Cultural Clinical Psychology and PTSD
Cultural Clinical Psychology and PTSD
4 Cultural Psychology Is More Than Cross- Cultural Comparisons Toward Cultural Dimensions in Traumatic Stress Research
This chapter considers cultural dimensions to be a theory-guided framework within which to approach the wealth of psychological differences across diverse cultural groups. First, a few reflective statements will provide some background to the topic. This is followed by an overview of the current state of research on these dimensions in general, as well as in the area of posttraumatic stress disorder (PTSD) and prolonged grief disorder (PGD). The goal of this chapter is to encourage research which takes more of the so-called contextual factors into account when describing or analyzing posttrauma or postbereavement individuals, groups, or communities. Background: Cross-, Inter-, Trans-Cultural Psychology, or just Cultural Psychology?
Are we dealing with one unified psychology for all humans? If not, how many culturally diverse psychologies do we need to consider? In any case, how can we best describe the abundance of psychological phenomena regarding sensing, thinking, feeling, and behaving, using a coherent methodology and concept? The scope of these questions is relatively new, as psychology with all its subdisciplines faces new challenges due to globalization and the increase in worldwide migration. From a practical perspective, it relates to the psychological health of migrants and refugees. The "Western," or "Global North" individual can no longer remain the archetypal individual to be investigated. Psychological research and application has lost its naïvety in describing assumptive human universalities and has even developed self-doubt about whether such a thing as "psychological universality" in the areas of cognition, emotion, motivation, and interpersonal or social regulation really exists. Cultural psychology - which in recent times has gained increased attention - opposes this simplified view of "universalist" statements. Rather, it suggests considering the current state of conventional psychological subdisciplines as limited, as they do not systematically incorporate cultural dimensions to capture the vast wealth of differences.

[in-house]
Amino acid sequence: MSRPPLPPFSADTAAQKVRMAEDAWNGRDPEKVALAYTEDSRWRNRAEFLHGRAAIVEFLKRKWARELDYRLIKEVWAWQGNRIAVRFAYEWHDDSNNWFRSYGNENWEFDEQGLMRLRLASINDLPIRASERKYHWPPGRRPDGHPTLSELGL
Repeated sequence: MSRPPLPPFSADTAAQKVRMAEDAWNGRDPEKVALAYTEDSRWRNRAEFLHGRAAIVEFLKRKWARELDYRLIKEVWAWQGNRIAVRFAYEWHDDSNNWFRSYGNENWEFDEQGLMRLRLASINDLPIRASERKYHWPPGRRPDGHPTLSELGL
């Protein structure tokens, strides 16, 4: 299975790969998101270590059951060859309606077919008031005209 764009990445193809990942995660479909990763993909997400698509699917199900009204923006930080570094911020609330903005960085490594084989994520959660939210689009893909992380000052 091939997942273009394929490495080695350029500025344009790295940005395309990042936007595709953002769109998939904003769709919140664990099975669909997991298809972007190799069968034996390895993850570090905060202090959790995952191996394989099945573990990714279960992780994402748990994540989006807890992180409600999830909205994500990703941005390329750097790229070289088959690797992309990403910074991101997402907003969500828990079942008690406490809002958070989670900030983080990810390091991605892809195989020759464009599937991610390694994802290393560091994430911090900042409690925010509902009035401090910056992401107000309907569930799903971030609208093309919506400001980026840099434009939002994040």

Historically, the term "cultural psychology" was developed and consolidated in the middle of the 20th century. Several cultural psychologists laid the groundwork avant la lettre: Wilhelm Wundt in his book series about cultural psychology, then called Völkerpsychologie (folk psychology) (Wundt, 1900-1920); Lev Vygotsky in the explication of cultural processes or dimensions in the developmental process (e.g., Vygotsky, 1929); and Carl G. Jung in his accounts of his worldwide journeys, as well as his texts on the archetype or the collective unknown (e.g., Jung, 1934-1954). Subsequent cultural psychology authors and schools of thought have had many other influences, particularly from Anglo-American cultural anthropology (including Boas, Mead, Benedict, and others), which played an important role following the end of colonization, subsequent to the end of World War II. Mainstream modern psychology has had its difficulties with systematically including these theories and concepts into its disciplinary research. For epistemological reasons, cultural psychology often rejects quantitative research methods in favor of argumentative conclusions. In using this methodology, it has gained important insights into indigenous psychologies, the self as emergent phenomena, and more unusual states of consciousness, such as trance and possession. However, cultural psychology's close relative cross-cultural psychology has received more acceptance and reception in mainstream psychology due to its application of quantitative methodology. Cross-cultural psychology is marked by a pragmatic point of departure. Research data from particular samples (e.g., Europeans, European Americans) are assessed for differences from samples from other ethnic origins (e